ALBUQUERQUE (N.M.) (AP). -- Environmentalists, who praised New Mexico's approval of regulations adopted nearly two years ago in order to crackdown on oilfield spills, have alleged that the state doesn't do enough to enforce these provisions.
During a meeting on Thursday, they criticized the Oil Conservation Division for the 16% increase of spills from drilling wastewater and other contaminants by 2022. The division, they said, issued eight violations notices for its water rules in the past year.
Increased spills are a result of an oil and natural gas boom in the Permian basin, which includes parts of southeast New Mexico and west Texas. New Mexico has become the nation's No. 2 oil producer due to its production on the New Mexico-side. The U.S. is the second largest oil producer in America.
Environmentalists have told members of the commission overseeing the New Mexico agency there are few consequences for violating pollution regulations and that the failure to enforce them is not held accountable.
Melissa Troutman, from the group WildEarth Guardians, told the commission that if the goal is to increase operator compliance, then what OCD does is not working. The problem is only getting worse. This is not what we expected, after establishing strong rules that were intended to reduce spills and not increase them,' Melissa Troutman, with the group WildEarth Guardians, told the commission.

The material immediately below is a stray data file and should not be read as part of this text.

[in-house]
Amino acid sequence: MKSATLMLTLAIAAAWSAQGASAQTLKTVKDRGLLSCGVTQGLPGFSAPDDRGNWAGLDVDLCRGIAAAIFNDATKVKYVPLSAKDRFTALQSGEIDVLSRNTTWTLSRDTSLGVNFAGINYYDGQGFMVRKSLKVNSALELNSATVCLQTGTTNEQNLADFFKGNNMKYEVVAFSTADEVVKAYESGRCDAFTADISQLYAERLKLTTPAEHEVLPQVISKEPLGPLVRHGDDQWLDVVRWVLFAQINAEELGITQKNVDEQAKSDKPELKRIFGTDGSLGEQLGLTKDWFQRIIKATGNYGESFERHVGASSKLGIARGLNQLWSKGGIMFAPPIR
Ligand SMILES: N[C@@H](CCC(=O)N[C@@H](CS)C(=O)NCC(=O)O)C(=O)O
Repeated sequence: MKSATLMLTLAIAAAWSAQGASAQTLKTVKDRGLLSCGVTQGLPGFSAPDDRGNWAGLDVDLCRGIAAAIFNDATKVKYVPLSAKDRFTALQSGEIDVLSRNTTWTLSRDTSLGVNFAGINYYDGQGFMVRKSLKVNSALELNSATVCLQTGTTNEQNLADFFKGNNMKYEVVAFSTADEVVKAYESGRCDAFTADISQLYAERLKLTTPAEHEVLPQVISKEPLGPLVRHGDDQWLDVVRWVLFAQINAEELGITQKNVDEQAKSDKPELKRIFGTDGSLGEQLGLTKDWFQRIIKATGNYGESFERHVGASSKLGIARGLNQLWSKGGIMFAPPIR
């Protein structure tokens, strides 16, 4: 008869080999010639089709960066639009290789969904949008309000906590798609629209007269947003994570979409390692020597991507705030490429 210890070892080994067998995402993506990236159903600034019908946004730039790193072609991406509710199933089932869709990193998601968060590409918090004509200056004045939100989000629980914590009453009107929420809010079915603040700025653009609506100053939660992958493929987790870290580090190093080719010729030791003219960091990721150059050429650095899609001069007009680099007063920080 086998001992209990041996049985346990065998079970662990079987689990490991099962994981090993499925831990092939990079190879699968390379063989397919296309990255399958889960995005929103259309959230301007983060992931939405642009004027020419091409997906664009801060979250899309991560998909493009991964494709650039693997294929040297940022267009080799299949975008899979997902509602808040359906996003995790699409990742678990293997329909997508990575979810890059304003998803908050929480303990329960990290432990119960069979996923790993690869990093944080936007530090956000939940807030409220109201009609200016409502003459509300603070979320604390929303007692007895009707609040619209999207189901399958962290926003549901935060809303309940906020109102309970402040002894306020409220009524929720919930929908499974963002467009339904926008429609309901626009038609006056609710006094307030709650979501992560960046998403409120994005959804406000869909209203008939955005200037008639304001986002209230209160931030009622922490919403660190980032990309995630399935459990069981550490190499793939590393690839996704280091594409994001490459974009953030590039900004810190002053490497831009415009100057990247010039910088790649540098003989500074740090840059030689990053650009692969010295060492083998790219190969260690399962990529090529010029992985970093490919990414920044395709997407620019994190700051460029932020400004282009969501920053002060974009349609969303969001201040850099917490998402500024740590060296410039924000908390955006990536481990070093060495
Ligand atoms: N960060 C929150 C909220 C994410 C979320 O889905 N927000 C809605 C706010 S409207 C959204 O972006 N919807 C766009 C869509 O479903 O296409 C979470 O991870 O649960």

In response to environmental groups' questions, the agency gave an update on compliance and enforcement. The officials told the commission that they had conducted 31,000 inspections and issued 74 warnings for violations of water rules, environmental hazards and operational issues. They also reported violations and unplugged, inactive wells.
According to Division data, the notices and enforcement action taken in the past year have sought more than $11 Million in civil penalties.
In 2022, as a result, of the inspections performed, the division has issued 2,561 notices to comply with field regulations. More than two thirds of these have been addressed by oil and gas companies.
Environmentalists say that despite the warnings, the consequences won't be enough to deter repeat offenders. The environmentalists also claimed that operators are allowed to report at their discretion, which means state regulators may not always be aware of the amount or type of spillage.
A Friday email message asking for a comment from the agency did not receive a response. Officials stated at the Thursday meeting that they are working to improve reporting, which will show the progress of investigations and the actions operators are taking to comply.
This week, environmentalists sued New Mexico for failing to fulfill its constitutional duty to prevent water and air pollution. The lack of sanctions issued by the oil regulators was cited as an example at the meeting on Thursday.
Federal regulators fined two producers who were working in the basin millions of dollars for violations in emissions. The U.S. Environmental Protection Agency detected hydrocarbon vapor emissions using a special infrared lens.